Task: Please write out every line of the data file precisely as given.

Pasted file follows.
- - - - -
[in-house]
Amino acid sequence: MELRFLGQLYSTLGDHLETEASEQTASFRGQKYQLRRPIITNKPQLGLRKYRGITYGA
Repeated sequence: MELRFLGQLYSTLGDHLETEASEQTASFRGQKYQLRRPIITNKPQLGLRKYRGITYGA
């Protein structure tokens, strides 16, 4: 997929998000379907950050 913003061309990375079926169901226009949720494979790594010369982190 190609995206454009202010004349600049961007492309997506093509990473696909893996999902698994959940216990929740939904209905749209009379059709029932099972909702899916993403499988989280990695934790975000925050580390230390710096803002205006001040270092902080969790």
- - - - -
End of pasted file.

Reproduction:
[in-house]
Amino acid sequence: MELRFLGQLYSTLGDHLETEASEQTASFRGQKYQLRRPIITNKPQLGLRKYRGITYGA
Repeated sequence: MELRFLGQLYSTLGDHLETEASEQTASFRGQKYQLRRPIITNKPQLGLRKYRGITYGA
């Protein structure tokens, strides 16, 4: 997929998000379907950050 913003061309990375079926169901226009949720494979790594010369982190 190609995206454009202010004349600049961007492309997506093509990473696909893996999902698994959940216990929740939904209905749209009379059709029932099972909702899916993403499988989280990695934790975000925050580390230390710096803002205006001040270092902080969790």